Pirazzi and Quintana go it alone

Stefano Pirazzi cried tears of joy after winning his first Grand Tour stage in his home race yesterday, but behind him arguments still raged after Tuesday’s controversial Giro d’Italia stage put Nairo Quintana in the pink jersey of race leader.

The Bardiani rider, who won the mountains classification last year, sprinted clear a kilometre from home to beat Tim Wellens, Jay McCarthy, Thomas De Gendt and Matteo Montaguti to the line, with the five riders leading home a large breakaway who had built up a huge advantage over the main group of contenders.

With wet roads creating plenty of risk on the largely flat stage from Sarnonico to Vittorio Veneto, the peloton — containing Ireland’s Philip Deignan, were content to roll home a little over 15-and-a-half minutes behind the breakaway, but the calmness of the racing belied the mood of several teams after the events of Tuesday’s stage 16.

The source of contention was the confusion caused by organisers, who initially appeared to indicate the descent of the Stelvio mountain pass would be neutralised on safety grounds, only for Quintana to attack on his way to snatching the pink jersey from fellow Colombian Rigoberto Uran, while opening up a lead of one minute and 41 seconds in the general classification.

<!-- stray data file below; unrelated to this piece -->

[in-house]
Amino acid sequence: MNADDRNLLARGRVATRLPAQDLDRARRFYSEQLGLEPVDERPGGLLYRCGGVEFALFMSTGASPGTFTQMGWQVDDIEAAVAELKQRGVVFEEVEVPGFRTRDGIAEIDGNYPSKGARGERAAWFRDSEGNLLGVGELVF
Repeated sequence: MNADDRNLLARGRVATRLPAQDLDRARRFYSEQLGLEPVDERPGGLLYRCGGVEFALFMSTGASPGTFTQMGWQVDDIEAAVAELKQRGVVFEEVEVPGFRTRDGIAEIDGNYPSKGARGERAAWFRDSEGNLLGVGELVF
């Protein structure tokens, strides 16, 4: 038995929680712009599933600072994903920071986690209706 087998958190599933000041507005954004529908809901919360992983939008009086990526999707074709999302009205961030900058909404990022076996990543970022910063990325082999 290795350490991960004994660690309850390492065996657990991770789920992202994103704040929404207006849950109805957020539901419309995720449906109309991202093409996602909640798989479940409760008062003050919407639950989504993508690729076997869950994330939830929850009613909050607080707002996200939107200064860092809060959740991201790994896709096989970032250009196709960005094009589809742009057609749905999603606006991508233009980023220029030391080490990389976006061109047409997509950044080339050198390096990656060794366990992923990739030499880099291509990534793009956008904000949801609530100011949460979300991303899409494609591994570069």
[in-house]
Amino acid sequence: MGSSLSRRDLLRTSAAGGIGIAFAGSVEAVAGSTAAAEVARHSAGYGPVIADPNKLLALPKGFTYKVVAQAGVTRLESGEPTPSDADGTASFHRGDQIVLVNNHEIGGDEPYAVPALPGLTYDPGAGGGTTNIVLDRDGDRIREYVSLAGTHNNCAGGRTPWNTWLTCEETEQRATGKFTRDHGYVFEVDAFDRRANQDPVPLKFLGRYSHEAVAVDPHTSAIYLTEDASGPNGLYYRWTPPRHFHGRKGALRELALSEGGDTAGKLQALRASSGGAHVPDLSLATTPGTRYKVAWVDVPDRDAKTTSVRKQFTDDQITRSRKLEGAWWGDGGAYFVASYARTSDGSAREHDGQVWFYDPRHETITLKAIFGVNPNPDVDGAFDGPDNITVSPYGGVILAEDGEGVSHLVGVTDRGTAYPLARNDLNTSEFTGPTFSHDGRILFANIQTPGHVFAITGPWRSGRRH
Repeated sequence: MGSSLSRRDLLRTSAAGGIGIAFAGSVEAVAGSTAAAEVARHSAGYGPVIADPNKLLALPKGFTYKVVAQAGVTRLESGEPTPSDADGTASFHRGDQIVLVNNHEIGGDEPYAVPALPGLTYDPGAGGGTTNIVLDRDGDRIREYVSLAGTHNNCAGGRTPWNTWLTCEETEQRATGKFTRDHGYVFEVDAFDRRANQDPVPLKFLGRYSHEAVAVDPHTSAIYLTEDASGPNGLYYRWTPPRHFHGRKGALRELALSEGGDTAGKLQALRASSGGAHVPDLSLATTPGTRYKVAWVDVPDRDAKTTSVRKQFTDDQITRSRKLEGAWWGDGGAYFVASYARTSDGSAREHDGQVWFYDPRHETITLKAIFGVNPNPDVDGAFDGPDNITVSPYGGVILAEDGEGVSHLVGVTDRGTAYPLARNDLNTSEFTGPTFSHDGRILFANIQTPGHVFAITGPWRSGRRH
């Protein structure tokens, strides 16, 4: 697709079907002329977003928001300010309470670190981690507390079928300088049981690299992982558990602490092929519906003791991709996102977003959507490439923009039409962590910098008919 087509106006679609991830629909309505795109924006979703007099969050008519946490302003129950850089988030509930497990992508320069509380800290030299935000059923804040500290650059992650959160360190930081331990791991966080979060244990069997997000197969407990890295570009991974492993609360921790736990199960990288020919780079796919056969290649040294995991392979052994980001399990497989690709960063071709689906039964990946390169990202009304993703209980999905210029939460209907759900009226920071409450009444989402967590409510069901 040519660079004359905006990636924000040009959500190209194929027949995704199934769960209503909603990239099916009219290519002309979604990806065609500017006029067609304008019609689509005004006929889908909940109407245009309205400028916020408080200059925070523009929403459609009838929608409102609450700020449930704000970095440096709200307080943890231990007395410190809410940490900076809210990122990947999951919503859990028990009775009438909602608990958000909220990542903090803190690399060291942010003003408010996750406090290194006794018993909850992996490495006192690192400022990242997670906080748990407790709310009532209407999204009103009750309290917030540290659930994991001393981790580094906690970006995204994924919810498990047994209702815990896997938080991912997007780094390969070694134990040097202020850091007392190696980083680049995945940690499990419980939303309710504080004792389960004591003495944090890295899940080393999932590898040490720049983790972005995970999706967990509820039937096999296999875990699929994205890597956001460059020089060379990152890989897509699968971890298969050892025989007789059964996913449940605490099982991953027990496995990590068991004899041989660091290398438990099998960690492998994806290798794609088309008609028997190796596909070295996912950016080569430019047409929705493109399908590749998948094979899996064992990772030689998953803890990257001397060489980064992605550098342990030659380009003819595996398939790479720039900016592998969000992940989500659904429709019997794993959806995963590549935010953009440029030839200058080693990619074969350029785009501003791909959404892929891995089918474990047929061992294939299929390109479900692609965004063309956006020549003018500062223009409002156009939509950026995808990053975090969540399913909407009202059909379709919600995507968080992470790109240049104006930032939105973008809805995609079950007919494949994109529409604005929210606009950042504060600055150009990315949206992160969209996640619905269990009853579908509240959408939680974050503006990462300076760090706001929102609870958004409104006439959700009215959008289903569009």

Quintana was not alone in attacking on the descent, and his form on the final climb suggested he would have taken pink regardless, but that was not placating several teams who were angry at race organisers for the confusion.

A meeting before yesterday’s stage did not settle the issue, even if Quintana looked untroubled as he was decked out in pink from head to toe.

“I don’t know if this is a joke or not, everyone on TV saw what was happening,” Quintana said. “I didn’t get in a car or on a motorbike, I went up the climb on my bike. If they want to take away two minutes because I was holding onto a car, that’d be something else, but I raced just like everyone else.”

But Tinkoff-Saxo rider Michael Rogers took a different view.

“This highlights the need for clear rules as regards extreme weather because it’s not the first time it’s happened,”

“You can understand the teams’ anger. A lot of teams have invested millions of euros to come to this race and when time is taken away like that you understand everyone’s frustration.”

By contrast, yesterday’s stage was largely incident free.

Meanwhile, Ireland’s Sam Bennett took fourth on the opening stage of the Bayern Rundfahrt stage race in Germany.

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Join us for a special evening of Cheltenham chat on Friday March 12 at 6.30pm with racing legend and Irish Examiner columnist Ruby Walsh, Irish Examiner racing correspondent Tommy Lyons, and former champion jockey and tv presenter Mick Fitzgerald, author of Better than Sex.

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